The New Zealand dollar fell after Federal Reserve chair Janet Yellen kept open the chance of a rate hike next month as the world's biggest central bank tightens monetary policy, pushing up yields on US Treasuries and stoking demand for the greenback.
Janet Yellen told the Senate Banking Committeet it would be "unwise" to wait much longer before raising rates further, as the economy "continues to show signs of strengthening". "We don't yet have enough clarity on what changes will be put in place to really clearly factor those policy changes into the economic outlook".
Based on the Fed's economic projections for this year, it could raise interest rates three times in 25 basis-point steps.
But Yellen also noted some trends which would force her other, more dovish hand - wage pickup and widespread improvements in the labor market.
Financial markets specialist Professor James Angel from Georgetown University explained why: "Often politicians will want central banks to do things that are short term expedient, but long term risky for the economy".
In her semiannual report to the Senate Banking Committee, Yellen said that the US labor market continues to strengthen, but she urged the government to focus on improving the long-run productivity of the economy.
The banking sector jumped after Yellen's comments on interest rates, while rate-sensitive sectors such as utilities and real estate slumped. But traders are pricing in just two rate increases - in June and December.
Yellen may see a reason to raise the odds of a March rate increase "close to 50 percent and make March live", Bank of America strategists Ralf Preusser and Shyam Rajan wrote in a note Friday.
USA stocks on Tuesday had small gains and losses.
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Ana Gupte, an analyst with Leerink Partners wrote the deal was viewed "as completely dead at this point" in a note last week. Last week, a federal judge ruled that the merger of two health insurance firms was illegal according to antitrust law.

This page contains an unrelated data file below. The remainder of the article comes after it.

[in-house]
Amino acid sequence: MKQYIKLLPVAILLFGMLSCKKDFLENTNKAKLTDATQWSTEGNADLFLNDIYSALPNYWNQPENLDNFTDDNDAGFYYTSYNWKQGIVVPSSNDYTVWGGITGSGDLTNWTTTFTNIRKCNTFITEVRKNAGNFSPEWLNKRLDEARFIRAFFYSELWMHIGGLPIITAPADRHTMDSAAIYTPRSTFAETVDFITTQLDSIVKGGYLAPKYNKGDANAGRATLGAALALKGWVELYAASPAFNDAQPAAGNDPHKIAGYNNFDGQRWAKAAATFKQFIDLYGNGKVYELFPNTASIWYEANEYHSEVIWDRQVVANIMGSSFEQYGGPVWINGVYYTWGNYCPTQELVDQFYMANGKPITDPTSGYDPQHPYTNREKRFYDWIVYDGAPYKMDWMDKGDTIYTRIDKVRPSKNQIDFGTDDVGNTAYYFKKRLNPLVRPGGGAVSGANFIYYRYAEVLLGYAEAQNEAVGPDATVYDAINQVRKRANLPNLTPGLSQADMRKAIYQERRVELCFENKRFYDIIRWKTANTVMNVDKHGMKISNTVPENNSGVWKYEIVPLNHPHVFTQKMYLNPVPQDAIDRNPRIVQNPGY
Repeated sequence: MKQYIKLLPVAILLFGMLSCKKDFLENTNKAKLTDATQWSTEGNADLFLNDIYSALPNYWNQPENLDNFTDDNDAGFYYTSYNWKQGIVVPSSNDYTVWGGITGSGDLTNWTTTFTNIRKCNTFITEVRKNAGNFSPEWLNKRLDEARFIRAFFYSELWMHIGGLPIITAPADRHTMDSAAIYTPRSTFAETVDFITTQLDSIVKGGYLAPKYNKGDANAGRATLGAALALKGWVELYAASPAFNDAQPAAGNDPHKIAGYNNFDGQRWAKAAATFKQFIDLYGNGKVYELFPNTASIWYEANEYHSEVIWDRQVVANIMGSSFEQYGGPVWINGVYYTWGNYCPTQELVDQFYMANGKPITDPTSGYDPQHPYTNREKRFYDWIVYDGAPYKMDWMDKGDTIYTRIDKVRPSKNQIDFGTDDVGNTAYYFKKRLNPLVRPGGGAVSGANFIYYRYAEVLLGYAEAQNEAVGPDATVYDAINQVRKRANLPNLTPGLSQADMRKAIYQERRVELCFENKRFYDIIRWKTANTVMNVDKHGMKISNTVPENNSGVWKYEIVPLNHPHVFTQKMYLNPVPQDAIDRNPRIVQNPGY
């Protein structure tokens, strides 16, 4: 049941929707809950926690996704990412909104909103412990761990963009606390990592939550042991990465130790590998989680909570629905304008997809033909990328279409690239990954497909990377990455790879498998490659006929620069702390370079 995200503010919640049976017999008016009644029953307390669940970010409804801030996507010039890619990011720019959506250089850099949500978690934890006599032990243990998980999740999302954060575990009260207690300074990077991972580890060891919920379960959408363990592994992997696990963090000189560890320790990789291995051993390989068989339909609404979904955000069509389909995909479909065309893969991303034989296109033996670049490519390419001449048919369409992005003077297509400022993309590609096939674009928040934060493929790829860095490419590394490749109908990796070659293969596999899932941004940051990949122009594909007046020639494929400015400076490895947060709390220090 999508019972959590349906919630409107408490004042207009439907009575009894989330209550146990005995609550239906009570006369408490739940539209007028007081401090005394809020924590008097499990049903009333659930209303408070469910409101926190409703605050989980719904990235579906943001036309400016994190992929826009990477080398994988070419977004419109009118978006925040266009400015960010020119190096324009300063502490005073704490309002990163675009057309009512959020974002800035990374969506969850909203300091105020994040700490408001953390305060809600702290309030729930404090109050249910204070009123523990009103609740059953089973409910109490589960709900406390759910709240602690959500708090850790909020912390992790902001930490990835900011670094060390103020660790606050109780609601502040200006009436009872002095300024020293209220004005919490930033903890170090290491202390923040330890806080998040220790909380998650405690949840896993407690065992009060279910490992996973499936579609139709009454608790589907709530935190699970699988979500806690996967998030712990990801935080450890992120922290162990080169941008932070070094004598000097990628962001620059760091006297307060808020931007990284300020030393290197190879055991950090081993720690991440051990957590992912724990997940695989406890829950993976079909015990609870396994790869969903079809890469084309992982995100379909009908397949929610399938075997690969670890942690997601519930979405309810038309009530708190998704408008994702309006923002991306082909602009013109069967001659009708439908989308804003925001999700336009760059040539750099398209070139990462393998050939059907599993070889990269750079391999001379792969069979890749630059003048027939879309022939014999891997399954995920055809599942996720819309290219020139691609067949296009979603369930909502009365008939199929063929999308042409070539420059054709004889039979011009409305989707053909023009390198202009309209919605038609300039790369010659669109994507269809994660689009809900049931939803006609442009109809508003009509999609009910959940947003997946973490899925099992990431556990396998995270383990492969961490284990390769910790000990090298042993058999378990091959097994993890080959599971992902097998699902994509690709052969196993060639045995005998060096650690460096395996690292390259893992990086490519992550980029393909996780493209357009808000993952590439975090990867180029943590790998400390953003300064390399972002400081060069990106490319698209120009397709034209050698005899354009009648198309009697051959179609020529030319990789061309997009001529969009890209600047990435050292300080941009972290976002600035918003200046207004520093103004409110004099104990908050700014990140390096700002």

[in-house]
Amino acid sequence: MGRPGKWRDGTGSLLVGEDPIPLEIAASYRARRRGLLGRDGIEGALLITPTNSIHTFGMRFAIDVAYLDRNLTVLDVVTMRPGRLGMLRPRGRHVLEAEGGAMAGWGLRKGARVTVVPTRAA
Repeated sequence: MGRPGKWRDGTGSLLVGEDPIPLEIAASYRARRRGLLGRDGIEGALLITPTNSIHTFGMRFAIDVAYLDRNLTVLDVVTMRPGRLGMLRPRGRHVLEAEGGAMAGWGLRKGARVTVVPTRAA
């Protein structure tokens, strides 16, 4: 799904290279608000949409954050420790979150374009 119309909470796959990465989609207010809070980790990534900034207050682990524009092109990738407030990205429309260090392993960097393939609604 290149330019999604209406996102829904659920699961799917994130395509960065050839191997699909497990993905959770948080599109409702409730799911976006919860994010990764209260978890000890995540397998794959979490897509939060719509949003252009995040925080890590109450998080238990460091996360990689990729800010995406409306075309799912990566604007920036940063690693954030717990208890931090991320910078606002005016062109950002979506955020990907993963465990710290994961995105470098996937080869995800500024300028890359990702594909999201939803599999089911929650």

With the announced departure in early April of Fed Governor Daniel Tarullo, Trump can fill three of the seven Fed Board seats.
Doing so, however, would further strengthen the dollar - which is already stronger than it has been in more than a decade (too strong, according to the president) - much to the detriment of Trump's economic plans.
Yellen's hawkish tone dovetailed with recent comments from other Fed officials. But Trump and his allies argue that the law has imposed too many constraints on banks, thereby slowing lending and economic growth.
Senators pressed Yellen about the Fed's views on how limiting immigration would potentially impact the USA economy.
But the Fed's policy also pushed yields on safe United States government bonds much lower, forcing investors who wanted decent returns to buy riskier assets.
The Dow Jones Industrial Average .DJI rose 92.25 points, or 0.45 percent, to 20,504.41, the S&P 500 .SPX gained 9.33 points, or 0.40 percent, to 2,337.58 and the Nasdaq Composite .IXIC added 18.62 points, or 0.32 percent, to 5,782.57.
Yellen agreed an executive order from the president calling for a review of the usefulness of current polices and regulations could be helpful.
Silver: $18.01 US per ounce.